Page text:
working a load

Discussion in 'Ammunition & Reloading' started by grandpabear, Sep 1, 2012.

  1. grandpabear

    grandpabear New Member

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    In your opinion, what shows better results in tightening up a group when working up a load? Increases in charge as you get to max or lengthening oal and getting the bullet closer to the lans and grooves?
     
  2. Txhillbilly

    Txhillbilly Active Member

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    Each gun is different. I usually start out loading .020 off the lands,and I'll load from the low end to maximum powder charges,always looking for pressure signs on the brass and primers.
    I always step up in 1 grain increments to begin with.When I find where the rifle shoots good,then I'll load from 1 grain lower to 1 grain higher in 2/10ths of a grain increments to find the sweet spot.
    Then I'll try different primers,and when I find what works best,then I'll play with the OAL some more.
    Most of my guns shoot best with the bullets from .015-.035" off the lands.
     

  3. Centurian22

    Centurian22 New Member

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    +1 to all TX said. I don't yet reload but have done alot of research and most seem to follow similar logic powder first, then Distance from lands.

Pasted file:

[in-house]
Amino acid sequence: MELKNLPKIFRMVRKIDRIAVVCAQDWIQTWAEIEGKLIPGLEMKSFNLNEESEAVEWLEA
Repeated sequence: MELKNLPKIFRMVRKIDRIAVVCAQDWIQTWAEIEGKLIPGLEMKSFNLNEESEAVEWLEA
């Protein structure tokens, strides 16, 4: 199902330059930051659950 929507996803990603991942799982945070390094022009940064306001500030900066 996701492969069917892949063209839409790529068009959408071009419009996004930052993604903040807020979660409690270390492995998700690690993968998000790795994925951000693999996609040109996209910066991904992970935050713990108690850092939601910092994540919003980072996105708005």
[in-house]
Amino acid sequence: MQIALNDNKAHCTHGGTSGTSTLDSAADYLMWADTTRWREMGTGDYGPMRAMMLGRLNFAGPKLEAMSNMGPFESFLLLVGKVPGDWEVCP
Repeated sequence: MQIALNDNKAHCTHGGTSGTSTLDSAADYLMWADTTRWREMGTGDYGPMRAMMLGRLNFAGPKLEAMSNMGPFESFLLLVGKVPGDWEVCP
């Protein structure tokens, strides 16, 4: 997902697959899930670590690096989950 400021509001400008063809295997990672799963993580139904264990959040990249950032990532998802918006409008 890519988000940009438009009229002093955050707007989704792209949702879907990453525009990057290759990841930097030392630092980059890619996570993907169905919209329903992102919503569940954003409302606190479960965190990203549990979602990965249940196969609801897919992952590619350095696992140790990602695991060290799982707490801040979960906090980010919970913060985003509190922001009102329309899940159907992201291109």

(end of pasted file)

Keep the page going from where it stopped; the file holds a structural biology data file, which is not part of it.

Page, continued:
4. ryguy00

    ryguy00 New Member

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    Whatever you do, only change one thing at a time. If you change powder charge and bullet length together, you wont know which change made the difference on target.

    I like to start with my bullets just touching the lands and work up powder charge. My past experience is that bullets do not like to have to jump from the case mouth to the lands. They dont like to be started out smashed into the lands either.When i find the velocity that the barrel likes, then i will play with oal to see where the bullets like to be launched from. If you have a chronograph and change bullets in the future, you can use that ballpark velocity as a starting point for working up a new load. It is a nice little shortcut that will usually save some time.